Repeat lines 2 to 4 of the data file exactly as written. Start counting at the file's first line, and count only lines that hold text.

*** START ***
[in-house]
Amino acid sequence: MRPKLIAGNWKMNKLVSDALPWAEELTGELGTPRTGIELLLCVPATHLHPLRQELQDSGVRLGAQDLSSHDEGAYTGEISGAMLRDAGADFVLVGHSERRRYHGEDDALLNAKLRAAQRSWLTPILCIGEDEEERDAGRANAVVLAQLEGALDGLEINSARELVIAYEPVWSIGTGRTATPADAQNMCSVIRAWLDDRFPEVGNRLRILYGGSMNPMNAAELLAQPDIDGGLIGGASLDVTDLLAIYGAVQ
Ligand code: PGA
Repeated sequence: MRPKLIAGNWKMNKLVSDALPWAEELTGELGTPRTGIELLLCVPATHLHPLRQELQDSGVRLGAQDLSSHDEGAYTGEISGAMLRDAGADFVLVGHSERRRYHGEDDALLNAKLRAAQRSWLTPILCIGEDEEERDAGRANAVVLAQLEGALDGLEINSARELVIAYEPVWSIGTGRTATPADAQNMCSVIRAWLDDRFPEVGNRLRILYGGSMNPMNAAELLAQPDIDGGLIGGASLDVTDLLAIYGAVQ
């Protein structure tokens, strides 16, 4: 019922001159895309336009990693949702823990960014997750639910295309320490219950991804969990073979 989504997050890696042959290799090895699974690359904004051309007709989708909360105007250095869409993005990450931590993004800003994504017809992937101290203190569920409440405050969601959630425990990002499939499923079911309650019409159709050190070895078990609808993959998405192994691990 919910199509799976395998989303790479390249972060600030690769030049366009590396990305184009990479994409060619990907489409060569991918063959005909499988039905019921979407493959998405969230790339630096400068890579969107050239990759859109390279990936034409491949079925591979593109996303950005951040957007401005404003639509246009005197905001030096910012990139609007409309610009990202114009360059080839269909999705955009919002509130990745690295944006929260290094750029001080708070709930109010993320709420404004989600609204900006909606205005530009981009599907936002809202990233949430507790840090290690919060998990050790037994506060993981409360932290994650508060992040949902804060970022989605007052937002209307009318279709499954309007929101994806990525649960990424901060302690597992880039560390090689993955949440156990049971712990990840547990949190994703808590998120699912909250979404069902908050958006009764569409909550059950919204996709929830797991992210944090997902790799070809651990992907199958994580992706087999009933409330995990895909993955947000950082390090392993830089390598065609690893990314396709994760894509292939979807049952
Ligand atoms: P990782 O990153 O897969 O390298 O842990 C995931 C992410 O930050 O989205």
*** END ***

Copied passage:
Amino acid sequence: MRPKLIAGNWKMNKLVSDALPWAEELTGELGTPRTGIELLLCVPATHLHPLRQELQDSGVRLGAQDLSSHDEGAYTGEISGAMLRDAGADFVLVGHSERRRYHGEDDALLNAKLRAAQRSWLTPILCIGEDEEERDAGRANAVVLAQLEGALDGLEINSARELVIAYEPVWSIGTGRTATPADAQNMCSVIRAWLDDRFPEVGNRLRILYGGSMNPMNAAELLAQPDIDGGLIGGASLDVTDLLAIYGAVQ
Ligand code: PGA
Repeated sequence: MRPKLIAGNWKMNKLVSDALPWAEELTGELGTPRTGIELLLCVPATHLHPLRQELQDSGVRLGAQDLSSHDEGAYTGEISGAMLRDAGADFVLVGHSERRRYHGEDDALLNAKLRAAQRSWLTPILCIGEDEEERDAGRANAVVLAQLEGALDGLEINSARELVIAYEPVWSIGTGRTATPADAQNMCSVIRAWLDDRFPEVGNRLRILYGGSMNPMNAAELLAQPDIDGGLIGGASLDVTDLLAIYGAVQ